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Architect Visit: A Kiwi Beach Compound, Cross-Cultural Edition


Architect Visit: A Kiwi Beach Compound, Cross-Cultural Edition

August 15, 2014

Back in 1995, an Auckland family commissioned architect Pip Cheshire to design a vacation hideaway near Whale Bay, one of the nicest eastern coastal stretches in New Zealand. He modeled the structure after Fijian huts known as bures and similar constructions from Tonga called fales (with some Maori ideas laced in). Nearly 20 year later, the bure, now part of a family compound, is as inviting–and fresh looking–as ever. It was built for a “poet banker,” his partner, and their four kids, and functions as a main clubhouse–most of the bedrooms have since moved to separate buildings on the jungly hill overlooking the beach. Here’s a look at the cross-cultural compound.

Photographs by Patrick Reynolds, courtesy of Cheshire Architects.

Above: Inspired by huts in Fiji and Tonga that have high, steeply pitched roofs of thatch resting on wooden posts and beams, the Davis Bure, as the house is known, weathers the elements with a corrugated metal roof. Cheshire notes that the young girl shown here is “traversing what might be considered the atea, a space that can be informal for camping and playing, then highly formal for speechmaking–these are Maori/Pacific notions, but I note that I and the clients are pakeha [Maori for European].”

Cheshire designed the structure when he was a director at Jasmax, one of New Zealand’s largest architecture firms; he has since founded his own practice, Cheshire Architects of Auckland, and works with his son, architect Nat Cheshire (watch for Nat’s own groundbreaking hut design in the coming weeks).

Above: “In the islands woven mats are used on the windward side between the columns to enclose the form and provide shelter, but our somewhat more temperate climate meant we used timber frame infill with big openings to capture the horizontal views out,” Cheshire says. The louvered walls are made of macrocarpa, a California pine introduced to New Zealand in the 19th century.

Above: The interior of the hut is a cocoon of plywood. “It’s basic New Zealand Pinus radiata–no stain, no finish at all,” Cheshire says. 

Above: The main room of the bure has a soaring ceiling and an open second story loft for sleeping. The floor is jarrah, a type of eucalyptus.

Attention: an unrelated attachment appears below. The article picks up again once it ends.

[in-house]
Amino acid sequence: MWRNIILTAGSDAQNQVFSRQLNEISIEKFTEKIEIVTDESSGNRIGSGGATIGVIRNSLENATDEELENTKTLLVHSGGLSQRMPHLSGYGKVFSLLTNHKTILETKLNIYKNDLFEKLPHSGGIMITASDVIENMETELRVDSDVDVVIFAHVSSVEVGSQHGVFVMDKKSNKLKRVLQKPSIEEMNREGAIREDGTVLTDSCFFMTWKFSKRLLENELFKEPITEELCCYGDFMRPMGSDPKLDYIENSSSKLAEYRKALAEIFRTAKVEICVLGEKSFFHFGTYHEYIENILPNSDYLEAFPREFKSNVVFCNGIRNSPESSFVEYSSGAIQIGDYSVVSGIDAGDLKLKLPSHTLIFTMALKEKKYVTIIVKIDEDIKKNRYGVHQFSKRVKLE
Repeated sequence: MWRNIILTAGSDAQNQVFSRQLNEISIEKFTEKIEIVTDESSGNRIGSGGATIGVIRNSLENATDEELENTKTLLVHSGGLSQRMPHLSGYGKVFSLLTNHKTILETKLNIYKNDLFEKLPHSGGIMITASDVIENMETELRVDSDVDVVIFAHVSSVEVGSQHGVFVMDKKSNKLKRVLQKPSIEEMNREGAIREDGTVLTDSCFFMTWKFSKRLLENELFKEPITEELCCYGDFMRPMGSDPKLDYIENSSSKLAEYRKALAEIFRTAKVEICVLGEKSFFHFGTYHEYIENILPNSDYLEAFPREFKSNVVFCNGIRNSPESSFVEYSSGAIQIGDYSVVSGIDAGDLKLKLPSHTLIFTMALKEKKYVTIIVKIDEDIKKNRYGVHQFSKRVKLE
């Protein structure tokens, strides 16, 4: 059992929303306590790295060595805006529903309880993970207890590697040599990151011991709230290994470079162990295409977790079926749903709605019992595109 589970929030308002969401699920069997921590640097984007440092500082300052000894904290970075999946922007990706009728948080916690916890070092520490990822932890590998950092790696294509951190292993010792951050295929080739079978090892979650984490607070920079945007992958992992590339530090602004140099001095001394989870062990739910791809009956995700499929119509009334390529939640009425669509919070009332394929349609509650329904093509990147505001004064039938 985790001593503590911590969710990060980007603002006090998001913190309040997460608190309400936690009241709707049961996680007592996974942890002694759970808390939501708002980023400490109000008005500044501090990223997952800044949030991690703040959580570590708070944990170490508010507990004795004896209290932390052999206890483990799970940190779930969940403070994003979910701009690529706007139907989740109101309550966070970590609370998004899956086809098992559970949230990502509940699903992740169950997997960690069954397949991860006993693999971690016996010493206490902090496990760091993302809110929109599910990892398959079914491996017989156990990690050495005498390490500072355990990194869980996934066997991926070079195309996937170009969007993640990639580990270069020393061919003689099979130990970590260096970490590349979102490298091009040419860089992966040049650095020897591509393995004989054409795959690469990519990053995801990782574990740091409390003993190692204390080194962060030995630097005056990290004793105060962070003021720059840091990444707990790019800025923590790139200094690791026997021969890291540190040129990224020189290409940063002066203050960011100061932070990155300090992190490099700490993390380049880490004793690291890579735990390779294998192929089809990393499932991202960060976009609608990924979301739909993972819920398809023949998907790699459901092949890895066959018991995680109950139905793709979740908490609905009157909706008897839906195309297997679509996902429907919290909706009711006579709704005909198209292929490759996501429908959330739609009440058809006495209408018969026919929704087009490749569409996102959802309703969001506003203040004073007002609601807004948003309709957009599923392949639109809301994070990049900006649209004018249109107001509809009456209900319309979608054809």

Above: “The rafters are a basic truss arrangement made from pinus radiata, which New Zealand grows by the billion,” explains Cheshire. “The roof is intended to be expressive of the enclosure of the Pacific way of building–lots of smallish bits of wood supported on a few very big posts.”

Above: A family weekend day in the bure. The house is used year-round–the area has a temperate, breezy climate.

Above: Daybeds along the perimeter of the room are made into beds when the compound fills up. 

Above: The custom-built kitchen has cabinets of jarrah with a woven-steel mesh infill. The counter and integral sink are stainless steel. Mounted under the cabinets, a steel rail serves as a utensil catchall.

Above: Floating stairs of plywood with galvanized steel railings lead to the loft. Of the bar railings, Cheshire told us: “They’re very steep stairs and I wanted lots to hang on to.”

Above: Narrow kids’ beds are slotted under the rafters–initially the whole family of six could sleep in the house. Note the inset clothing rod and clip-on overhead light.

Above: The boathouse is one of several outbuildings that the family asked Cheshire to add to the site over the years. Built of dark-stained wood with a metal roof, it initially was built to house boats, but eventually a kitchen, work space, and some beds were added. It became, says Cheshire, “a sort of wharenui, a Maori house on the marae [a communal gathering place] for sleeping and living.”

Above: The communal bathroom is made of concrete crowned with a prefabricated, galvanized iron structure. It’s located on the uphill side of the boathouse and has two sinks and two showers. The east side wall features a garage door that opens to offer bathers a view of a crescent-shaped bay, plus a few houses, and a shop–”not for the modest,” notes Cheshire.

Above: A vast bedroom is located in what’s known as Sleepout 2, about 70 yards from the bure. Its mural is by Auckland painter John Reynolds.

Above: A bunk room with built-in metal piping beds and storage shelves.

Above: An outdoor fireplace at the compound’s formal entry–for gathering to “stare at the stars, drink whiskey, and argue about Malevich et al.”

Above: The beach can wait.

Above: A view of the hillside compound with the bure and the boathouse roofs peeking through the greenery.

Above: Off the main room of the bure, a terrace offers prime ocean views. Whale Bay, the area’s crown jewel, is a 20-minute walk through the bush.

Above: Woolleys Bay is one of several beaches just below the compound.

All this week, we’ve been exploring design Down Under. Looking for more Beach Designs? Explore our archive, including A Pair of Fisherman’s Cabins Turned Beachside Cabanas in Portugul and Bathing en Plein Air: 29 Outdoor Summer Showers. On Gardenista, learn how to install your own outdoor shower in Hardscaping 101.

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